The Festival of Lights in Various Religious and Literary Texts of South Asia

in Overview
Published on: 30 October 2020

Silpisikha Baruah

Silpisikha Baruah is a PhD research scholar at the Centre for Historical Studies (CHS), JNU. She has completed her M.Phil in ancient history from CHS and has worked on Early Assam. She also has publications in the Proceedings of the Indian History Congress.

India, with its extensive diversity, has festivals that are celebrated in specific regions as well as those that are celebrated nationwide with regional variations.  Diwali is one such festival that is celebrated variously all over the country by lighting lamps, decorating households and worshipping deities. Generally, Goddess Lakshmi is worshipped during the festival, but there are certain instances, such as in Bengal, where Goddess Kali is worshipped and Diwali is known as Kali Puja.[1]

Diwali follows the lunar calendar and as, Indologist P.V. Kane in his book History of the Dharmasastra states, the festival spreads over approximately five days and comprises five principle rituals: worship of wealth, the celebration of Vishnu’s victory over the demon Narakasura, worship of Lakshmi, victory of Vishnu over Bali and dice-play, and the exchange of brotherly and sisterly affection. Kane also explains that the process of illuminating diyas take place on all the five days, starting with the trayodasi tithi (thirteenth day) of the dark half of the moon in the month of Asvina (September–October).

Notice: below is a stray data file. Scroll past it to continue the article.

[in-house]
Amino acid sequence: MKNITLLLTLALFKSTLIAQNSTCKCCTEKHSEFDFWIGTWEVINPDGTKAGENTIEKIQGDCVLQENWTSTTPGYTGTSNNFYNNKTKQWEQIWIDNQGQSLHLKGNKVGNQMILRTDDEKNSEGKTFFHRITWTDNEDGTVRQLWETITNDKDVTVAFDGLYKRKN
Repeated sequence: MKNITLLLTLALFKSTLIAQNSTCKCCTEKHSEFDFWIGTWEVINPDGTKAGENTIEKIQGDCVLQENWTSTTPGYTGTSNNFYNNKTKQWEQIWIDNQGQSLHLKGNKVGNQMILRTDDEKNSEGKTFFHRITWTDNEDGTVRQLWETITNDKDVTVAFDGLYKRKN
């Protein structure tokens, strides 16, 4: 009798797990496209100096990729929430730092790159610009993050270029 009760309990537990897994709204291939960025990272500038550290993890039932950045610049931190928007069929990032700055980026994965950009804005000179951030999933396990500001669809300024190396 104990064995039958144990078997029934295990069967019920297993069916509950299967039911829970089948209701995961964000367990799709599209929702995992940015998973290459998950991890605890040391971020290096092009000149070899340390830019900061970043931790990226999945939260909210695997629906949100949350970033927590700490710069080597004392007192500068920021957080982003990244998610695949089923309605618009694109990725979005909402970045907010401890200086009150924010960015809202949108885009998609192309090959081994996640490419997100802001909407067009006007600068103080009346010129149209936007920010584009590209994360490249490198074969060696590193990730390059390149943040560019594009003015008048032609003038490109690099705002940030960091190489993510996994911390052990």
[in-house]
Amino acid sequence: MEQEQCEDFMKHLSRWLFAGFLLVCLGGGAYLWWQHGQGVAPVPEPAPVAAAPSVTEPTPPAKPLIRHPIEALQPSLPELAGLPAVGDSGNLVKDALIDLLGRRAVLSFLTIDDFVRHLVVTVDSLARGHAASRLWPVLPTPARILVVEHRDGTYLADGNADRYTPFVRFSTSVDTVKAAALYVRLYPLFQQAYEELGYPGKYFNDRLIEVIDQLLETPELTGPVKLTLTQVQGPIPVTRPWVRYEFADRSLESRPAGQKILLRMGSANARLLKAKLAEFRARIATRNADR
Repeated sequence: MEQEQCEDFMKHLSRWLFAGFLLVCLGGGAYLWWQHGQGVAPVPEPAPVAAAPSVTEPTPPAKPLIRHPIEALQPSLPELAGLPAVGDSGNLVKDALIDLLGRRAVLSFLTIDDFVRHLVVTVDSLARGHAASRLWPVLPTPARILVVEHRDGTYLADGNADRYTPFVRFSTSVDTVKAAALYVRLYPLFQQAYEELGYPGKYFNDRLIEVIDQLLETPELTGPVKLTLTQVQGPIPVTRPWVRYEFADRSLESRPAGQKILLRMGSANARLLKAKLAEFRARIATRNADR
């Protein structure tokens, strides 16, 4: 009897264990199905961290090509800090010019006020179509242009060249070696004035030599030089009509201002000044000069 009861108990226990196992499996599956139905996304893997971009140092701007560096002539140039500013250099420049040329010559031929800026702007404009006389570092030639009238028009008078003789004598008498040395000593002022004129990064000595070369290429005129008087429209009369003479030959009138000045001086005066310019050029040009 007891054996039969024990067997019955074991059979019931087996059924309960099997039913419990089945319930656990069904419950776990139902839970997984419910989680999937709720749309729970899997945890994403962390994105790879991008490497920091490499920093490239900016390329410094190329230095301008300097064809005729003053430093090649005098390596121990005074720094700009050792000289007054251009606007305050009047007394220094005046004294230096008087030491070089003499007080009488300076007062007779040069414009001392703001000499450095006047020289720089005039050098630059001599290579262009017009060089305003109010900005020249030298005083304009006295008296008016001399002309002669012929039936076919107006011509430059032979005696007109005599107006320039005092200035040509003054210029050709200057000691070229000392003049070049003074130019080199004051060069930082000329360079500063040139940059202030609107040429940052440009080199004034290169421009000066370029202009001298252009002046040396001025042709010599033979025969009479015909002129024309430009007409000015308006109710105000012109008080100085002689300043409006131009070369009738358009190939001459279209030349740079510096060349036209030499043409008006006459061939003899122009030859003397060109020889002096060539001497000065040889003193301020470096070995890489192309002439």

Puranic and other literary texts such as the play Nagananda by Sri Harsa Deva, Jaina monk Somadeva’s Yasastilaka Campu, Iranian scholar Alberuni’s Tahkik-i-Hind, and Marathi saint-poet Sri Jnanadeva’s Bhavartha Dipika are important sources that throw light on the nature of the Diwali festival during the early medieval period, and also give an idea of the various stories and legends that surround the origin and evolution of the festival.  

Diwali and its Ritualistic Practices in Puranic Literature
There are varied accounts of Diwali in the Puranas, and while they have similarities, they contradict each other in some respects. For instance, there are differences regarding the first day of the lighting of lamps in the festival; verse 124.4 in the Padma Purana[2] mentions that it is done on the trayodasi tithi of Kartika (mid-October to mid-November) by the purnimanta (a lunar calendar where a month ends on full moon day) reckoning and not Asvina; the Skanda Purana[3] also mentions the same time though it specifies that lamps are lit in honour of Yama, the god of death, to avoid accidental death; however, according to Bhavisyottara Purana[4], Diwali lamps should be lit on caturdasi tithi (fourteenth day) of the dark half of the moon in the month of Asvina (September–October).